By being able to identify those problem areas, police know where they should be when they’re not out on a call. In addition, Redden said while police are making their presence known, the “bad guys” are less likely to commit vehicle larceny or a burglary or drivers will tend to pay closer attention to their driving.
If those problem spots move, so will officers. Even if there are incidents that aren’t occurring in a “hot spot,” police can still identify problems quickly.
Redden said there was an incident where someone was stealing tires repeatedly in a certain area and they made an arrest within a week.
“The bad guys are going to realize, we don’t want to be here,” he said. “They should be scared to come here because of what we have.”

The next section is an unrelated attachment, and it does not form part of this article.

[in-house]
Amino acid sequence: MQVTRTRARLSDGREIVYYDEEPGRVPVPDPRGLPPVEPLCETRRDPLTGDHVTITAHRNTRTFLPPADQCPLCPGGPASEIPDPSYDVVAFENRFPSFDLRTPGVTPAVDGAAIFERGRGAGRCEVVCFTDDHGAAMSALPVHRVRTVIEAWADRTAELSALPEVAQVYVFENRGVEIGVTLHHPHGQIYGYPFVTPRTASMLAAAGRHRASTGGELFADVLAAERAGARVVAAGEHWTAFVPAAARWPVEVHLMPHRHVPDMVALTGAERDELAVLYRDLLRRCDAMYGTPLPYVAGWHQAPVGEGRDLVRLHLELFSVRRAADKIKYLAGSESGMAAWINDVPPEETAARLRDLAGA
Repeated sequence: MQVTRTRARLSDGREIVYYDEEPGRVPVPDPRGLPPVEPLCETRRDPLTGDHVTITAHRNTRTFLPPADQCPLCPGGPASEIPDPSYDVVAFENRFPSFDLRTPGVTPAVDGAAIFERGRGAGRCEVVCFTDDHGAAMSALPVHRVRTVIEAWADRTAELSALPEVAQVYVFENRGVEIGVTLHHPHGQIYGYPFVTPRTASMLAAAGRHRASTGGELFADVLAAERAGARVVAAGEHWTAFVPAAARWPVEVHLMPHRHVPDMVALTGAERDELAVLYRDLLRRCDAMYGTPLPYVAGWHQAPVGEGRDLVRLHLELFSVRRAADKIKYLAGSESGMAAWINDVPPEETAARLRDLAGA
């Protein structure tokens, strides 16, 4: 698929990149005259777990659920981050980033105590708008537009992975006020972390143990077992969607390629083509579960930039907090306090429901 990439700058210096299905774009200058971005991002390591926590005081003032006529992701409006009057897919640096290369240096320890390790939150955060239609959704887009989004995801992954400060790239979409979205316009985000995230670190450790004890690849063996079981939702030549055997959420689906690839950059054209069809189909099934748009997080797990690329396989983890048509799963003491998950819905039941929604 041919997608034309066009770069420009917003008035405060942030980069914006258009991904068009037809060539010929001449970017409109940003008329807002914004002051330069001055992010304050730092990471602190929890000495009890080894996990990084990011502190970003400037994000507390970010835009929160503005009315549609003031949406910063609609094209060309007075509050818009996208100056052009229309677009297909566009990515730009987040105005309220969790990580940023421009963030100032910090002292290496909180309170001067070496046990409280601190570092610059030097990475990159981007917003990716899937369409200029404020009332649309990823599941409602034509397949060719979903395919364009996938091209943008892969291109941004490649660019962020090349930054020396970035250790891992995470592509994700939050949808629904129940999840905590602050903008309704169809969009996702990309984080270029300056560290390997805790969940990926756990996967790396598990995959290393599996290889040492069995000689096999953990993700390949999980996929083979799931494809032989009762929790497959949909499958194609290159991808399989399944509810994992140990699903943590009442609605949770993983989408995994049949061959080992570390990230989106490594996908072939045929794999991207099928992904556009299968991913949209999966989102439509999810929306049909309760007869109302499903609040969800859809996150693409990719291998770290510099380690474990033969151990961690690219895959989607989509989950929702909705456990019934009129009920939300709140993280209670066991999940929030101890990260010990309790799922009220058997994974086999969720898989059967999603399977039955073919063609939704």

Norman Police Chief Keith Humphrey said there is more communication on all levels with DDACTS.
The chief said that now police officers can look at files and see what’s going on. Officers on the day, evening and midnight shifts are talking to each other about what’s going on in their beats.
Not only is there more communication between shifts but also between supervisors, officers and the community. Everyone is working together, Humphrey said.
Redden said when they first began DDACTS, no one was coming by his office. Now he has seen a change in mentality. Officers know where to go to make the biggest impact when they’re not out on a call, he said.
The Norman Police Department is sharing their data with the University of Oklahoma Police Department and Cleveland County Sheriff’s Office to help show them where some problem spots might be, as well.
Humphrey said the main focus is to look at the data, know where to assign their initiatives and resources and continue to reduce the level of accidents and amount of crimes.
For more information about DDACTS, visit ddacts.com.